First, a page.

As you may realize, most solid surface wall panels are glossy and slippery. Water and soap roll off for easy cleaning. While you want an easy to clean shower pan, it can’t be slippery. All solid surface shower pans (whether they are standard or custom sized) have textured bottoms. They surpass the dynamic coefficient of friction levels (this is an engineering geeky term for how slipper the base is) set by the American Nationals Standards ‘Slip Test.’ Bottom line – a solid surface base provides you, and your loved one, with solid footing whether you choose a gloss or matte finish. It’s safe for you, and it’s safe for Mom or Dad.
Fact #2 – Custom solid surface shower pans aren’t a ‘cheap date’ – at least when you look at initial purchase price
I wish solid surface shower pans were as cheap as acrylic or fiberglass. If they were I believe acrylic and fiberglass would be virtually dead – unless someone needs a lightweight base. Solid surface bases are comparably priced with a custom tile pan installed by a professional contractor. With this choice you don’t have to worry – unlike mortar tile bases – of leaking shower pans and grout maintenance costs.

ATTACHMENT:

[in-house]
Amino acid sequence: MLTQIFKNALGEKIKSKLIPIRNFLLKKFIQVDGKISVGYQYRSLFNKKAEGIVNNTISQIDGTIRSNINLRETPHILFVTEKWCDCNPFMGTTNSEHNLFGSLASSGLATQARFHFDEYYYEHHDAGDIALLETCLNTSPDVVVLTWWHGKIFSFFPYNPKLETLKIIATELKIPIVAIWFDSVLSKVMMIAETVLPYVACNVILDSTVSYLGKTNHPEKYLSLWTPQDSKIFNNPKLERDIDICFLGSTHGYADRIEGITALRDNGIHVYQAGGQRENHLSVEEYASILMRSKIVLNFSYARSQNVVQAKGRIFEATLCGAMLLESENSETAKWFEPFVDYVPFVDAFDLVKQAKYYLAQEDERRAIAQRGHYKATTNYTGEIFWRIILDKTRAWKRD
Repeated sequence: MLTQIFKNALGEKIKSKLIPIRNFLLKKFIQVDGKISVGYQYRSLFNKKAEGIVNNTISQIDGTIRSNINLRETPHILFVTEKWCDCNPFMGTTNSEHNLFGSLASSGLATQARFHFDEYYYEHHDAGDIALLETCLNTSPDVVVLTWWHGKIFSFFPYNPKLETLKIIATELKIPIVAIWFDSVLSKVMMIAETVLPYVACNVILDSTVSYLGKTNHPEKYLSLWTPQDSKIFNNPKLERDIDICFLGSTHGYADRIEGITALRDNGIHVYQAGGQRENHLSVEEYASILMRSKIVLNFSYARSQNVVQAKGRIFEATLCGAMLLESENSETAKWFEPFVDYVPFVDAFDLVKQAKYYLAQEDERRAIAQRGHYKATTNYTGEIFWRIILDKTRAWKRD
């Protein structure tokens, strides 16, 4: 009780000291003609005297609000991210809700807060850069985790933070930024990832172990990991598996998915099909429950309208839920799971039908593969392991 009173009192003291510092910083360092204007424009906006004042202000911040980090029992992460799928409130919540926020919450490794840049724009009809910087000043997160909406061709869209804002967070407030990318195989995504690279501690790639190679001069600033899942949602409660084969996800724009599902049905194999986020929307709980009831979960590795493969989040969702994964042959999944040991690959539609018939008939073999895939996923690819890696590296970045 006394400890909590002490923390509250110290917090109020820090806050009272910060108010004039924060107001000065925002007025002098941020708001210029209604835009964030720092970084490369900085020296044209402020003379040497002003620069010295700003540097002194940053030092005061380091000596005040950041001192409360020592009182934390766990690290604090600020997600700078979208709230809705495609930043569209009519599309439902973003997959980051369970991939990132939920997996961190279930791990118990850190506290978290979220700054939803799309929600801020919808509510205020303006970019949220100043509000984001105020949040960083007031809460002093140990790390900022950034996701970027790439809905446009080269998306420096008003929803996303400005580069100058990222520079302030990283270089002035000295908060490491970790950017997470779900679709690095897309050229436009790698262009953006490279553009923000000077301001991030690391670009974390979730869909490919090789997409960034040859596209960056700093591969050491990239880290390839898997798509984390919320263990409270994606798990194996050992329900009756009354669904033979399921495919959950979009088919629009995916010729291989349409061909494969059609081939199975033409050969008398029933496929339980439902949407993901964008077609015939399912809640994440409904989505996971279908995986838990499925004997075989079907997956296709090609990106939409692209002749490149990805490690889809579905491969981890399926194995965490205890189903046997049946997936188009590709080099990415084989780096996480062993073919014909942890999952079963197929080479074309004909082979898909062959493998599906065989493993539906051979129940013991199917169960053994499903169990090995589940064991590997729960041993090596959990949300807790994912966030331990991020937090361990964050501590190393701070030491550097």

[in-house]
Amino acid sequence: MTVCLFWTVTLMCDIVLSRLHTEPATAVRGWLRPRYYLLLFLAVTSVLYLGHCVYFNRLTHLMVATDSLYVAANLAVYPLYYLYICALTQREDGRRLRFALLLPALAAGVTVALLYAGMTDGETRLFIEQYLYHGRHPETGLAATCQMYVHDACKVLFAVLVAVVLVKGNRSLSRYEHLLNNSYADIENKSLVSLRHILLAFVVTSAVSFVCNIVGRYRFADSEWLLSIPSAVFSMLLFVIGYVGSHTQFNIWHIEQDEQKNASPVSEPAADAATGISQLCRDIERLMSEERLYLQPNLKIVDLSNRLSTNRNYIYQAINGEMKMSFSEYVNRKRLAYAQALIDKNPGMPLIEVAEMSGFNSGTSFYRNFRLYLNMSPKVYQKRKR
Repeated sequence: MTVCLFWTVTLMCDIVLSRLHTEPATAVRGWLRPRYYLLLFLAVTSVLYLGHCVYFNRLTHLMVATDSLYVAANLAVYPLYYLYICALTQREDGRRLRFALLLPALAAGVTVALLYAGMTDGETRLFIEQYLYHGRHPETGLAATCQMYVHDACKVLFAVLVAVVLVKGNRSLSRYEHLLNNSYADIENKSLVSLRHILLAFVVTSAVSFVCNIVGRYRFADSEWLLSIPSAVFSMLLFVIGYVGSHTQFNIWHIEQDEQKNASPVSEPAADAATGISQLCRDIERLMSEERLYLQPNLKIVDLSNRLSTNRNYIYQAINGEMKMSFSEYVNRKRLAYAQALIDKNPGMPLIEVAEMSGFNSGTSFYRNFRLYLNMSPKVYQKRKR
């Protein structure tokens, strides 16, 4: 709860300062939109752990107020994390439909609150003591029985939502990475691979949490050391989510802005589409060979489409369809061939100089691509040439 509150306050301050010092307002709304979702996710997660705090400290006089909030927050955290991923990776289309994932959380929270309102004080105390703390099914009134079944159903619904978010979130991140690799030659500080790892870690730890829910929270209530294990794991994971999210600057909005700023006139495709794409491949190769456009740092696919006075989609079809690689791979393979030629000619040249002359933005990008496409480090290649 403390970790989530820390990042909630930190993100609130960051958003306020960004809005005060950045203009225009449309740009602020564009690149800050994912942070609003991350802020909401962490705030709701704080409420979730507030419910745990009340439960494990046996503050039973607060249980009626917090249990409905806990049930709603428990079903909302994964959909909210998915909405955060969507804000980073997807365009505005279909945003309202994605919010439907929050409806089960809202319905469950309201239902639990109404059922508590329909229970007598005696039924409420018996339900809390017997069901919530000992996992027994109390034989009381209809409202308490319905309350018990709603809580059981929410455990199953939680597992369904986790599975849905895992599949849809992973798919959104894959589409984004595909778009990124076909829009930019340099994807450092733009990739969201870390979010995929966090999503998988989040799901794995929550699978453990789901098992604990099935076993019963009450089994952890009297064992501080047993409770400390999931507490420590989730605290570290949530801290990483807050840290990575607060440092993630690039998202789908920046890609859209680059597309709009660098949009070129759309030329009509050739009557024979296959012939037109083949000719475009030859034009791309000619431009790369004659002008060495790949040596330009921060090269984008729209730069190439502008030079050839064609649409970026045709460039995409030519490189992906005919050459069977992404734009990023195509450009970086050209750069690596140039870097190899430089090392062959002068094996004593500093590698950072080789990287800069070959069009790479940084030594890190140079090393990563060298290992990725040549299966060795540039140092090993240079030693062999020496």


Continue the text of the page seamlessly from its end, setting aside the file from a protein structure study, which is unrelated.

So, you may be wondering how much does a solid surface pan cost? While they run the gamut, here’s 4 examples to sink your teeth into (note – you can choose from 51 different colors and the prices below stay the same):
Example 1 – A 36” x 36” custom solid surface stand-up shower enclosure with a custom drain location.
Example 2 – A 43” x 43” custom solid surface NEO angle corner shower with a custom drain location.
Example 3 – A 66” x 40” custom offset shower pan (this means there are 3 walls inside the shower and a partial framed wall in the front) with a custom drain location.
Example 4 – A custom shower pan built for a curved glass block wall in a 72” x 40” size.
Yes, custom solid surface shower pans aren’t a cheap date, however, they have a lifetime guarantee, are built as sturdy as a tank, and you’ll NEVER have to replace them because they cracked and caused a leak in the floor below.